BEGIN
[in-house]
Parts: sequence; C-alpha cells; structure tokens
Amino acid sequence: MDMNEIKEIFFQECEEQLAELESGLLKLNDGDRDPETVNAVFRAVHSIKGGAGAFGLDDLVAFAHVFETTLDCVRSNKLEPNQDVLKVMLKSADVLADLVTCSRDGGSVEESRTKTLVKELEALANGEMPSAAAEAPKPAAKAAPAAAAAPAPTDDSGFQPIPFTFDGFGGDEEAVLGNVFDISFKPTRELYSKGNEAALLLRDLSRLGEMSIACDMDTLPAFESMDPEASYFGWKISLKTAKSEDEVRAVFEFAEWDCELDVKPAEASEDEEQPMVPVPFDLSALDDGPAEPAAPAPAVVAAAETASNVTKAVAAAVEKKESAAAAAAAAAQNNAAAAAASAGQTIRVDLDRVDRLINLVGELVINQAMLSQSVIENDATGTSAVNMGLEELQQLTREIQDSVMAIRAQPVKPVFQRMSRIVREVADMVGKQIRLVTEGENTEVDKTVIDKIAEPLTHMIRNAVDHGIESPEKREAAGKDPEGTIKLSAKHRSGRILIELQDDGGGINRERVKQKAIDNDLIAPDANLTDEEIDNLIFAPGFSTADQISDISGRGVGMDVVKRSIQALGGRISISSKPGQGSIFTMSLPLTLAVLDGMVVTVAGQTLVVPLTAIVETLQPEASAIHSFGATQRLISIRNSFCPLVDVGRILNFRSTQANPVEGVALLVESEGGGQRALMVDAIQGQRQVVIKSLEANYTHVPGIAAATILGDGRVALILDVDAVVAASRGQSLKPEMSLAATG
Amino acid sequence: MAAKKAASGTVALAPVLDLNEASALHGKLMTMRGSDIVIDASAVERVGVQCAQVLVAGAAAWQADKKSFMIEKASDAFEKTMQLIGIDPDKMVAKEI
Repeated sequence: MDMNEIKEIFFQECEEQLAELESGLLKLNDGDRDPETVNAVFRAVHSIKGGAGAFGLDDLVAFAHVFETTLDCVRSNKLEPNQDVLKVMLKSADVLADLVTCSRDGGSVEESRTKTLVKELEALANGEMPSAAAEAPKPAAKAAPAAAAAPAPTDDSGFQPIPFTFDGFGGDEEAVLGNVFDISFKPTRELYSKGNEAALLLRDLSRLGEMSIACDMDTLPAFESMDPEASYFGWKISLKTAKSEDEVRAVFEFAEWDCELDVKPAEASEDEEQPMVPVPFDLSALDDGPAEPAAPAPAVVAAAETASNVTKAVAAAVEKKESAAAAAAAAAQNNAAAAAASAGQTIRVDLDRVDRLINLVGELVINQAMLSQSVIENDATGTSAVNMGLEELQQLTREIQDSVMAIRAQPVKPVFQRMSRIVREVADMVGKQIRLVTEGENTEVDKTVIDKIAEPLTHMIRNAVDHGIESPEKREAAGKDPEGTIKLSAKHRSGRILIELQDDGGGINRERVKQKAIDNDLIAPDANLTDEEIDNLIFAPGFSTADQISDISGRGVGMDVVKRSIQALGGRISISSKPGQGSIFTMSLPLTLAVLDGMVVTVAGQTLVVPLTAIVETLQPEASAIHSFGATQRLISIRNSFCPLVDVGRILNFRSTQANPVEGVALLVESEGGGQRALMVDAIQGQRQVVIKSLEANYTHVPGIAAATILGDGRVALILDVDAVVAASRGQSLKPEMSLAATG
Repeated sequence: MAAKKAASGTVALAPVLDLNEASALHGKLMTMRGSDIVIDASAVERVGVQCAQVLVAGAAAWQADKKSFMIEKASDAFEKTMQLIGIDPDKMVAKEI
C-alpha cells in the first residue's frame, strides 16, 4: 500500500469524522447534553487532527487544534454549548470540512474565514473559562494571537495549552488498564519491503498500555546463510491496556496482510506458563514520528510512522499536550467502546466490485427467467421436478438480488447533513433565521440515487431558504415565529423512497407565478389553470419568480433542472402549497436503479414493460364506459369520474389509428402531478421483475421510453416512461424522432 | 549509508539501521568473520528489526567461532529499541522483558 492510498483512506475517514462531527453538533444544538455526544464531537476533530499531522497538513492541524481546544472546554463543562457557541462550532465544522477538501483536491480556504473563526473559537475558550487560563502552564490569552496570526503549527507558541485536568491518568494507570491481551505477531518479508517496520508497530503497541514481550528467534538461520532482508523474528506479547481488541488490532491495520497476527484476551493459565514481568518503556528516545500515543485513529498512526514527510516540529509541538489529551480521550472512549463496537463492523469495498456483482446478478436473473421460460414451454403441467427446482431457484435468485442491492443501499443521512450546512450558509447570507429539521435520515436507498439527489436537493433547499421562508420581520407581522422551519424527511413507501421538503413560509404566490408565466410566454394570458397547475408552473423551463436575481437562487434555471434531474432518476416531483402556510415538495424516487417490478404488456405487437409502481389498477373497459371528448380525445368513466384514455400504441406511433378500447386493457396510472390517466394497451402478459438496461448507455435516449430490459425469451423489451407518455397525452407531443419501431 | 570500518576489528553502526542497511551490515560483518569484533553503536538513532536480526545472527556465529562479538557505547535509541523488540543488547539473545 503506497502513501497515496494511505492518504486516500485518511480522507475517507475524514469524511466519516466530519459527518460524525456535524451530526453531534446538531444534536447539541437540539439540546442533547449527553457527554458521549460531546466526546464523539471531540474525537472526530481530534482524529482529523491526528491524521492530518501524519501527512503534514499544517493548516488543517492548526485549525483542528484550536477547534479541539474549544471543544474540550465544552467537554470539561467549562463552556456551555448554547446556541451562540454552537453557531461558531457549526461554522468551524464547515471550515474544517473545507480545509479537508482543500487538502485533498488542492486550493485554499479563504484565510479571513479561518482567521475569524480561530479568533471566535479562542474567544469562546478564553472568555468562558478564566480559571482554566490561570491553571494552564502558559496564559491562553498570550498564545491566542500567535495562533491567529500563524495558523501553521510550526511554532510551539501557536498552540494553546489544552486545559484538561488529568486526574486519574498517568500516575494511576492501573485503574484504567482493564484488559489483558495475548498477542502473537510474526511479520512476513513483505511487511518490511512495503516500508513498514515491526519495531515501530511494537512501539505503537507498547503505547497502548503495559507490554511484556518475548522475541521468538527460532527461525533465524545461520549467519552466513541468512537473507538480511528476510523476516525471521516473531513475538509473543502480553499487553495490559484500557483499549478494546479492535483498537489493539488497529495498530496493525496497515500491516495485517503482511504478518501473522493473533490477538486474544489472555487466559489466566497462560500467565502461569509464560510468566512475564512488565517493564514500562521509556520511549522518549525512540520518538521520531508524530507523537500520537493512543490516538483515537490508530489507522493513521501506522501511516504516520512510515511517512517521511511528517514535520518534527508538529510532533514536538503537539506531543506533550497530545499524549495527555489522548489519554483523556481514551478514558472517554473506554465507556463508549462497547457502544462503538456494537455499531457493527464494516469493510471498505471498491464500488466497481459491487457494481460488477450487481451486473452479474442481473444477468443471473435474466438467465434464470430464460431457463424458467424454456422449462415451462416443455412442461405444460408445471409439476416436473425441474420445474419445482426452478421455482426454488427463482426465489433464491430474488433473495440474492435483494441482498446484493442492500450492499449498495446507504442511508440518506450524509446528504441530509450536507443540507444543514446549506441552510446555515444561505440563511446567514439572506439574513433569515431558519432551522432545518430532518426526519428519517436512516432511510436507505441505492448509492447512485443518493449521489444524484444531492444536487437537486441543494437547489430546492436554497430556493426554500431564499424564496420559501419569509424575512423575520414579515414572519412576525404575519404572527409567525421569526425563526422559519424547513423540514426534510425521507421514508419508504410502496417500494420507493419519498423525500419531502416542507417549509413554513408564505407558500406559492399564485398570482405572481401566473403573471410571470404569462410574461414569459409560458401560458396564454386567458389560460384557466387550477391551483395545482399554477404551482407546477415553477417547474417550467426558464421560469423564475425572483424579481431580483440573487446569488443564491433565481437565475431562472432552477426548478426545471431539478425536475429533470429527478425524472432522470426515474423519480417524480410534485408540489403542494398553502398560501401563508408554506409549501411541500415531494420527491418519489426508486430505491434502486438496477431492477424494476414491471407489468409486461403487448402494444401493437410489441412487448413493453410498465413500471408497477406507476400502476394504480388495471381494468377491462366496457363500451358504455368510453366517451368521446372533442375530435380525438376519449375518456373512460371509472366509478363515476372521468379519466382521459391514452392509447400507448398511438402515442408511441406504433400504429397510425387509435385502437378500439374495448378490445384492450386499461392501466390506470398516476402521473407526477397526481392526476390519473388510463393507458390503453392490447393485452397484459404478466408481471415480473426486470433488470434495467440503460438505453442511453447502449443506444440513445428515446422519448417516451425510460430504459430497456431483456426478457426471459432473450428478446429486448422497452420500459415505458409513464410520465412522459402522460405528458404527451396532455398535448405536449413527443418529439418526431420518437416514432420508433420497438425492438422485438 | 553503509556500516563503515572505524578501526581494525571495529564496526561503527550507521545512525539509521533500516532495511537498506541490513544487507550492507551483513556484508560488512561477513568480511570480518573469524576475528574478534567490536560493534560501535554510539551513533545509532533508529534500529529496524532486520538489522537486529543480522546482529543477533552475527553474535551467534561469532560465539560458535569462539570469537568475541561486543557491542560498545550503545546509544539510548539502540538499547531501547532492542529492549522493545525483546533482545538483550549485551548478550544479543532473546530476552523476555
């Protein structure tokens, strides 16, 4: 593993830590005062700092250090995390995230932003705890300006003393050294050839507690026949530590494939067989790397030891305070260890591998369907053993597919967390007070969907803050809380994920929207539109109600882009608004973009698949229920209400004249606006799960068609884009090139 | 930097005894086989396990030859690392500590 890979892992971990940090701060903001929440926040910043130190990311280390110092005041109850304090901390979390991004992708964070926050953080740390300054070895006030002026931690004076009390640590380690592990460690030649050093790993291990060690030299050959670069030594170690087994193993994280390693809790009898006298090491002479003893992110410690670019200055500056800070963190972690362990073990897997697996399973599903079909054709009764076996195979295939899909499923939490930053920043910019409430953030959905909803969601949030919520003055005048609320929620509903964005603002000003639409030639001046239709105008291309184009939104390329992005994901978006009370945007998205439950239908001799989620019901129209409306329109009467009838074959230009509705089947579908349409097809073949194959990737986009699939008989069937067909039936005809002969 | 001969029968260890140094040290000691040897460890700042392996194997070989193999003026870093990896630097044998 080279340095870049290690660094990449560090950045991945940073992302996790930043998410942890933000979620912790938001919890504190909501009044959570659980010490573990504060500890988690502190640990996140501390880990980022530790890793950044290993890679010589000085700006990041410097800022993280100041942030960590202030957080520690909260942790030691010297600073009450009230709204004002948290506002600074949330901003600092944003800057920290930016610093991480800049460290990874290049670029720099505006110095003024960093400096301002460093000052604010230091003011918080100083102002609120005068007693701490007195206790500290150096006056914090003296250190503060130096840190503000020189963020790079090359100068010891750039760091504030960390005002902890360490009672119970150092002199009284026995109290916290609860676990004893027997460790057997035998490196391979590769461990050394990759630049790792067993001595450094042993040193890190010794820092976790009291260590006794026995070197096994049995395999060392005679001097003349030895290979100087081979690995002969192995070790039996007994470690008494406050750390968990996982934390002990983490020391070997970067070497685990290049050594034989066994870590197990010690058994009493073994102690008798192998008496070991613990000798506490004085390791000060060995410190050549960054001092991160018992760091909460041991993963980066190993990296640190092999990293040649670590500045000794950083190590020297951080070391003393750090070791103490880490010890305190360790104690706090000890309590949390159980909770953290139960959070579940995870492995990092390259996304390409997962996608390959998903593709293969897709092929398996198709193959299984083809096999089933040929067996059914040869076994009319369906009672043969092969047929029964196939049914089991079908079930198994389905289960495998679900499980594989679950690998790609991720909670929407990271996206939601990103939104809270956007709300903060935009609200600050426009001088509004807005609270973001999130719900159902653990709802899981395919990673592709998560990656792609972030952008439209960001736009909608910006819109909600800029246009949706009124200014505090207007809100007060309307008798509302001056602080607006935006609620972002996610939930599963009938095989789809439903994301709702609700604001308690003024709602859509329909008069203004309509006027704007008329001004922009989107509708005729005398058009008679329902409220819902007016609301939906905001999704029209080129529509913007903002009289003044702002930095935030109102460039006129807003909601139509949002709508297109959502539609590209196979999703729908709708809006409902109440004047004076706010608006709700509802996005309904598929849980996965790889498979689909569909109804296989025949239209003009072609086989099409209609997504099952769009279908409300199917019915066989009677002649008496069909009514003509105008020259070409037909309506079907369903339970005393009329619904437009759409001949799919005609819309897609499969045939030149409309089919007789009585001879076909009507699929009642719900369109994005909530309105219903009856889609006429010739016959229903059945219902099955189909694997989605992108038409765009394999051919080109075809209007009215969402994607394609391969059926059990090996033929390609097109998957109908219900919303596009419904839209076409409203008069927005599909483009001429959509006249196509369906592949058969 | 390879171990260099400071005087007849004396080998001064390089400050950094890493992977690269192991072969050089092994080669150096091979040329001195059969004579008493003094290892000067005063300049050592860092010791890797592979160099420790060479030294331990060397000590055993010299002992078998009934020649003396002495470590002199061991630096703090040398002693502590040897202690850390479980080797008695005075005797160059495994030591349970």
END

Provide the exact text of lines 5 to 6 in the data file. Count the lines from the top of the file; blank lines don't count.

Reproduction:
Repeated sequence: MDMNEIKEIFFQECEEQLAELESGLLKLNDGDRDPETVNAVFRAVHSIKGGAGAFGLDDLVAFAHVFETTLDCVRSNKLEPNQDVLKVMLKSADVLADLVTCSRDGGSVEESRTKTLVKELEALANGEMPSAAAEAPKPAAKAAPAAAAAPAPTDDSGFQPIPFTFDGFGGDEEAVLGNVFDISFKPTRELYSKGNEAALLLRDLSRLGEMSIACDMDTLPAFESMDPEASYFGWKISLKTAKSEDEVRAVFEFAEWDCELDVKPAEASEDEEQPMVPVPFDLSALDDGPAEPAAPAPAVVAAAETASNVTKAVAAAVEKKESAAAAAAAAAQNNAAAAAASAGQTIRVDLDRVDRLINLVGELVINQAMLSQSVIENDATGTSAVNMGLEELQQLTREIQDSVMAIRAQPVKPVFQRMSRIVREVADMVGKQIRLVTEGENTEVDKTVIDKIAEPLTHMIRNAVDHGIESPEKREAAGKDPEGTIKLSAKHRSGRILIELQDDGGGINRERVKQKAIDNDLIAPDANLTDEEIDNLIFAPGFSTADQISDISGRGVGMDVVKRSIQALGGRISISSKPGQGSIFTMSLPLTLAVLDGMVVTVAGQTLVVPLTAIVETLQPEASAIHSFGATQRLISIRNSFCPLVDVGRILNFRSTQANPVEGVALLVESEGGGQRALMVDAIQGQRQVVIKSLEANYTHVPGIAAATILGDGRVALILDVDAVVAASRGQSLKPEMSLAATG
Repeated sequence: MAAKKAASGTVALAPVLDLNEASALHGKLMTMRGSDIVIDASAVERVGVQCAQVLVAGAAAWQADKKSFMIEKASDAFEKTMQLIGIDPDKMVAKEI